I often tell friends that I cannot listen to a book being read as an audiobook, but must read the words myself. I see this is pushing vs. pushing the book’s content: listening is the audio player pushing the words to me; reading is me pulling the words at my own pace.
Often the same is true for knowledge sharing. Within a creative work environment there is frequently the need to share knowledge about new code/systems/adopted techniques/whatever. I’ve noticed that people often think that the push model is the most efficient way to get this new information across to the team. “I’ve give a quick presentation on the subject”, but then get frustrated when a team member starts asking about the material covered a week later.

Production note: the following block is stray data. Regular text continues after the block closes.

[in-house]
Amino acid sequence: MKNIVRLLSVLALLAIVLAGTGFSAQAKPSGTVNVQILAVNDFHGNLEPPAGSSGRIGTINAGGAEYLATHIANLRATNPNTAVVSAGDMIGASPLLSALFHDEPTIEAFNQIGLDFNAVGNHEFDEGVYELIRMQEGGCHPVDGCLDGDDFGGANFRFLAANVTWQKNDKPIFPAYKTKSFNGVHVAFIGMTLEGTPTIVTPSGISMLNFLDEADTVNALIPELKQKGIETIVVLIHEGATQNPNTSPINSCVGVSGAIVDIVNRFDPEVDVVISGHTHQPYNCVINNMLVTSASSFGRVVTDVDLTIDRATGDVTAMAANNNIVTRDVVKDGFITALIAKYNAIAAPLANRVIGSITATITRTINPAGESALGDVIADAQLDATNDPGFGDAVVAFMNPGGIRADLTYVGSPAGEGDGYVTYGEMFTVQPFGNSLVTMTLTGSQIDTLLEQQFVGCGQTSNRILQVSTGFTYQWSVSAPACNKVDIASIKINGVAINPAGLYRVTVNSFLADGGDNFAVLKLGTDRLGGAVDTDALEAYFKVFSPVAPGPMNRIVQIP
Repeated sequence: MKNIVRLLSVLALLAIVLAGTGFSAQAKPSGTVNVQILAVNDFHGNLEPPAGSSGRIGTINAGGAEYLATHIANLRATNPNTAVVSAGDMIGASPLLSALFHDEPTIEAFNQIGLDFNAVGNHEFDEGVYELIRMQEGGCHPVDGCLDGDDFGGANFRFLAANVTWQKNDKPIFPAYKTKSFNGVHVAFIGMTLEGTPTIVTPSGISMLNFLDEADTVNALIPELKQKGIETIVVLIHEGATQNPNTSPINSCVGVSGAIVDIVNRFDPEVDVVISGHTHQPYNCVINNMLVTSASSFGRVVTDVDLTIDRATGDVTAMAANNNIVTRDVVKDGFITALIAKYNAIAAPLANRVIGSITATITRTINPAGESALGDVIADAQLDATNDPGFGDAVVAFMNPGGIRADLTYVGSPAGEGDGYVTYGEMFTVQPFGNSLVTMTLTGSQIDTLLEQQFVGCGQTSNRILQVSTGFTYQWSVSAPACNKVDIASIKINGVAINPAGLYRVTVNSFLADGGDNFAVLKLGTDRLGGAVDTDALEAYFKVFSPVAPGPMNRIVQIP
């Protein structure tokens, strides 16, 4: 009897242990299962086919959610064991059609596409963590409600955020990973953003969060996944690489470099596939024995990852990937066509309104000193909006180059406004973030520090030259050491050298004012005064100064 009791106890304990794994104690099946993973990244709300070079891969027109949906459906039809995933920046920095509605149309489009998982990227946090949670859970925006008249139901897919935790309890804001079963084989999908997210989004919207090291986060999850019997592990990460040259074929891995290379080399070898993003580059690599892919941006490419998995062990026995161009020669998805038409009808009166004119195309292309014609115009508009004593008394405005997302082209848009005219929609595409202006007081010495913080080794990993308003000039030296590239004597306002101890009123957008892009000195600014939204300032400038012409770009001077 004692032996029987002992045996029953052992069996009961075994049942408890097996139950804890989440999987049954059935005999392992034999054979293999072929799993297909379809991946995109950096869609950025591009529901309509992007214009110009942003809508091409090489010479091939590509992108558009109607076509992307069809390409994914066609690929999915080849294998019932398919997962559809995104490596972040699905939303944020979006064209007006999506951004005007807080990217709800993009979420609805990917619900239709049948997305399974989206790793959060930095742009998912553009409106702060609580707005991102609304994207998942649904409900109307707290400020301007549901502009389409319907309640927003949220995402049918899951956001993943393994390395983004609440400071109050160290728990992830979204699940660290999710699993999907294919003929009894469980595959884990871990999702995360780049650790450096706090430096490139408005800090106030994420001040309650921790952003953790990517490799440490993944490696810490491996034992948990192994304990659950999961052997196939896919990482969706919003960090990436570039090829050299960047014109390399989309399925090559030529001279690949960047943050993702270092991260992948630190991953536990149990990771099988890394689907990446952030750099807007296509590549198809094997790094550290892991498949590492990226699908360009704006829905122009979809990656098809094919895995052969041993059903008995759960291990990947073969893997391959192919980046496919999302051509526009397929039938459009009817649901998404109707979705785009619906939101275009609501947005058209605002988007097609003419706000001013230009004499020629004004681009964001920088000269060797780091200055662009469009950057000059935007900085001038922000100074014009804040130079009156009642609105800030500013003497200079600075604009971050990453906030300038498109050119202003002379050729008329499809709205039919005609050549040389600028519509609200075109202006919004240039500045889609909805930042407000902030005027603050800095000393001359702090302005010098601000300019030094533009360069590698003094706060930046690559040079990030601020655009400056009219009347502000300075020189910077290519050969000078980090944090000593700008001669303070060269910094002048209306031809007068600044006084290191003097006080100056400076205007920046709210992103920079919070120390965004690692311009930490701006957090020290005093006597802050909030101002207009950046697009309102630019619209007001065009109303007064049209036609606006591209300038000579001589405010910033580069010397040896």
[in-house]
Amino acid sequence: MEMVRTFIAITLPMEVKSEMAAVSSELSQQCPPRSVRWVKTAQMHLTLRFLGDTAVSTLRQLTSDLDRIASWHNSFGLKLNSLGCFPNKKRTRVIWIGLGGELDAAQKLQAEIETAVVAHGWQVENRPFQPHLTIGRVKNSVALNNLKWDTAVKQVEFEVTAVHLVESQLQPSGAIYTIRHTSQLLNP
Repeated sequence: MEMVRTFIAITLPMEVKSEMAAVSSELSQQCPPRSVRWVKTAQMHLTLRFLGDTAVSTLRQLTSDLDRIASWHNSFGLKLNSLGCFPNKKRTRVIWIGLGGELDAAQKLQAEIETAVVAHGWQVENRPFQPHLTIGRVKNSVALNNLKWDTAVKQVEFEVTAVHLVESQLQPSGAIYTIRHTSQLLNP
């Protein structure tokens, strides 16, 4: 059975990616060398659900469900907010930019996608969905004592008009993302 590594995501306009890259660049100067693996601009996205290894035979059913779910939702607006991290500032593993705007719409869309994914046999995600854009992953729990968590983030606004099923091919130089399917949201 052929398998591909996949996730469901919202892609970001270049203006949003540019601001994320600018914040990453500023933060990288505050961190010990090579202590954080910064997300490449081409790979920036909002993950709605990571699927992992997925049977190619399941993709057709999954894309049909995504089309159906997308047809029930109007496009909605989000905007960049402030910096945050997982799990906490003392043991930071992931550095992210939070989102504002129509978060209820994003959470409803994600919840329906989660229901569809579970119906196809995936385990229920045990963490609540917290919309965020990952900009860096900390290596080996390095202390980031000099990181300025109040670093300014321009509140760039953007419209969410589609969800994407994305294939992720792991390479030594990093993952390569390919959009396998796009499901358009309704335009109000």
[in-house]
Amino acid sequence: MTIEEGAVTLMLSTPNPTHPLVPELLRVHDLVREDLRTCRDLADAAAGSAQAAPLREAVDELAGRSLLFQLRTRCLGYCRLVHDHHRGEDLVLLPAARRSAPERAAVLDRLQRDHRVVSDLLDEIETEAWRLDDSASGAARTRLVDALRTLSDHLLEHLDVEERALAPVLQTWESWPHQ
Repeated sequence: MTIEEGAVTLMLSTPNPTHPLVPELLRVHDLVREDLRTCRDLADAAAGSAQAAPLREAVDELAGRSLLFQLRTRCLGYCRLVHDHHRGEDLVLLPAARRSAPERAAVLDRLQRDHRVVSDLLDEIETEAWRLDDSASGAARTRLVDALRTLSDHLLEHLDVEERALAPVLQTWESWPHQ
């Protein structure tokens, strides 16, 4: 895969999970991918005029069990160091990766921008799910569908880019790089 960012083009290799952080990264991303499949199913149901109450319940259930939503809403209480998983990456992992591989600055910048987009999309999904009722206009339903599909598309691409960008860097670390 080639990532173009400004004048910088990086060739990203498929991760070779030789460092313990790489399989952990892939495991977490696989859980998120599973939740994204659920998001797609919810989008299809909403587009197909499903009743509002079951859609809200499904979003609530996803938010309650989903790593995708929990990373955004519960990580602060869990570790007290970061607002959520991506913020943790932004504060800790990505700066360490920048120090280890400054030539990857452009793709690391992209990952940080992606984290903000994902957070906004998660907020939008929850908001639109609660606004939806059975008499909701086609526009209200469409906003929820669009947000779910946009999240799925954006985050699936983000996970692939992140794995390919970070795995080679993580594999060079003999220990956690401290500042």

I see this week-later asking as that person starting to pull. They need to actually work with this new thing, so their mind is attuned to learning about it. I’d bet in most cases the person is in a much better state to really learn the new thing at that point.
The initial push presentation (or email) gets the information out there. It highlights to everyone that if they need to do X, they can roughly do it in this way, or ask the presenter later. Don’t be too frustrated if people begin to ask about stuff you already iterated during such a session. And maybe some accessible written documentation would provide a middle ground.